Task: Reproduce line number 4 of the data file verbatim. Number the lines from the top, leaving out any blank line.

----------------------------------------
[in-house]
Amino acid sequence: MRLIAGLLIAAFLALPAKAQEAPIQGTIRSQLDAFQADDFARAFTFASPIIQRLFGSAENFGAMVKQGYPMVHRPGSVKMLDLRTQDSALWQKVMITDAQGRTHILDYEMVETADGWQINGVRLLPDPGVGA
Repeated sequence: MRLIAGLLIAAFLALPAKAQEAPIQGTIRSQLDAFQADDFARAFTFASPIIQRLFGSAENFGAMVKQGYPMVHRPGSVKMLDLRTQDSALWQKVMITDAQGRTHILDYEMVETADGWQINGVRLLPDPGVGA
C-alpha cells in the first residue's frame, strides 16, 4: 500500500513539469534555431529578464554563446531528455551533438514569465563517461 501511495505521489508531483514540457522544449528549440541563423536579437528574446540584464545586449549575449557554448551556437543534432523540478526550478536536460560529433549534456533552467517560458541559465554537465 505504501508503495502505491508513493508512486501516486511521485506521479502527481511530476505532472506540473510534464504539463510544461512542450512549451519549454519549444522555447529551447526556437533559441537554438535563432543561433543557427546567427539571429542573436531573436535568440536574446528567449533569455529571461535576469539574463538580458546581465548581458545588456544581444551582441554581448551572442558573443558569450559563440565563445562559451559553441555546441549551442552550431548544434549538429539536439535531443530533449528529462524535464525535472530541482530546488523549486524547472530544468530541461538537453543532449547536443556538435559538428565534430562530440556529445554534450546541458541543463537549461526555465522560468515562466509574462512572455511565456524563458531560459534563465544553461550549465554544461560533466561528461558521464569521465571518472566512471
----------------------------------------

C-alpha cells in the first residue's frame, strides 16, 4: 500500500513539469534555431529578464554563446531528455551533438514569465563517461 501511495505521489508531483514540457522544449528549440541563423536579437528574446540584464545586449549575449557554448551556437543534432523540478526550478536536460560529433549534456533552467517560458541559465554537465 505504501508503495502505491508513493508512486501516486511521485506521479502527481511530476505532472506540473510534464504539463510544461512542450512549451519549454519549444522555447529551447526556437533559441537554438535563432543561433543557427546567427539571429542573436531573436535568440536574446528567449533569455529571461535576469539574463538580458546581465548581458545588456544581444551582441554581448551572442558573443558569450559563440565563445562559451559553441555546441549551442552550431548544434549538429539536439535531443530533449528529462524535464525535472530541482530546488523549486524547472530544468530541461538537453543532449547536443556538435559538428565534430562530440556529445554534450546541458541543463537549461526555465522560468515562466509574462512572455511565456524563458531560459534563465544553461550549465554544461560533466561528461558521464569521465571518472566512471